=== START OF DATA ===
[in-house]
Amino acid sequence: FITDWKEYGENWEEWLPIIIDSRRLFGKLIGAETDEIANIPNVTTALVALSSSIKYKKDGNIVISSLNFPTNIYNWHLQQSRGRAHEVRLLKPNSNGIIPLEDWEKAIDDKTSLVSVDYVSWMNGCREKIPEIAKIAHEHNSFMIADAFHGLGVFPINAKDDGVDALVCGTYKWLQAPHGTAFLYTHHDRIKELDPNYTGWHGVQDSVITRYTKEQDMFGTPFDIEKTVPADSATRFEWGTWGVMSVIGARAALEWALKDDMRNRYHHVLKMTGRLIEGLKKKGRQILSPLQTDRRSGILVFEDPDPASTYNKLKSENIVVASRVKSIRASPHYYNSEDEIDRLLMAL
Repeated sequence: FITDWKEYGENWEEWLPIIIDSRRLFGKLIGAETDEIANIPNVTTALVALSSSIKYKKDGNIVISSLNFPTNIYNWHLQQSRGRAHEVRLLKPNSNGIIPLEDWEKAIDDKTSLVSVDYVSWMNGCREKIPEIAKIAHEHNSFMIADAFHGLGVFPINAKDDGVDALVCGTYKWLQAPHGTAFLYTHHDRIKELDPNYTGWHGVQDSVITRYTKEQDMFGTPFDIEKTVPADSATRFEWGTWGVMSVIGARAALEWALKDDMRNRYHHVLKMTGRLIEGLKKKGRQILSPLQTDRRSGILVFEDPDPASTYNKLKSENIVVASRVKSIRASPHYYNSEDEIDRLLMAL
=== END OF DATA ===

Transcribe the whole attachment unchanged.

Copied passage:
[in-house]
Amino acid sequence: FITDWKEYGENWEEWLPIIIDSRRLFGKLIGAETDEIANIPNVTTALVALSSSIKYKKDGNIVISSLNFPTNIYNWHLQQSRGRAHEVRLLKPNSNGIIPLEDWEKAIDDKTSLVSVDYVSWMNGCREKIPEIAKIAHEHNSFMIADAFHGLGVFPINAKDDGVDALVCGTYKWLQAPHGTAFLYTHHDRIKELDPNYTGWHGVQDSVITRYTKEQDMFGTPFDIEKTVPADSATRFEWGTWGVMSVIGARAALEWALKDDMRNRYHHVLKMTGRLIEGLKKKGRQILSPLQTDRRSGILVFEDPDPASTYNKLKSENIVVASRVKSIRASPHYYNSEDEIDRLLMAL
Repeated sequence: FITDWKEYGENWEEWLPIIIDSRRLFGKLIGAETDEIANIPNVTTALVALSSSIKYKKDGNIVISSLNFPTNIYNWHLQQSRGRAHEVRLLKPNSNGIIPLEDWEKAIDDKTSLVSVDYVSWMNGCREKIPEIAKIAHEHNSFMIADAFHGLGVFPINAKDDGVDALVCGTYKWLQAPHGTAFLYTHHDRIKELDPNYTGWHGVQDSVITRYTKEQDMFGTPFDIEKTVPADSATRFEWGTWGVMSVIGARAALEWALKDDMRNRYHHVLKMTGRLIEGLKKKGRQILSPLQTDRRSGILVFEDPDPASTYNKLKSENIVVASRVKSIRASPHYYNSEDEIDRLLMAL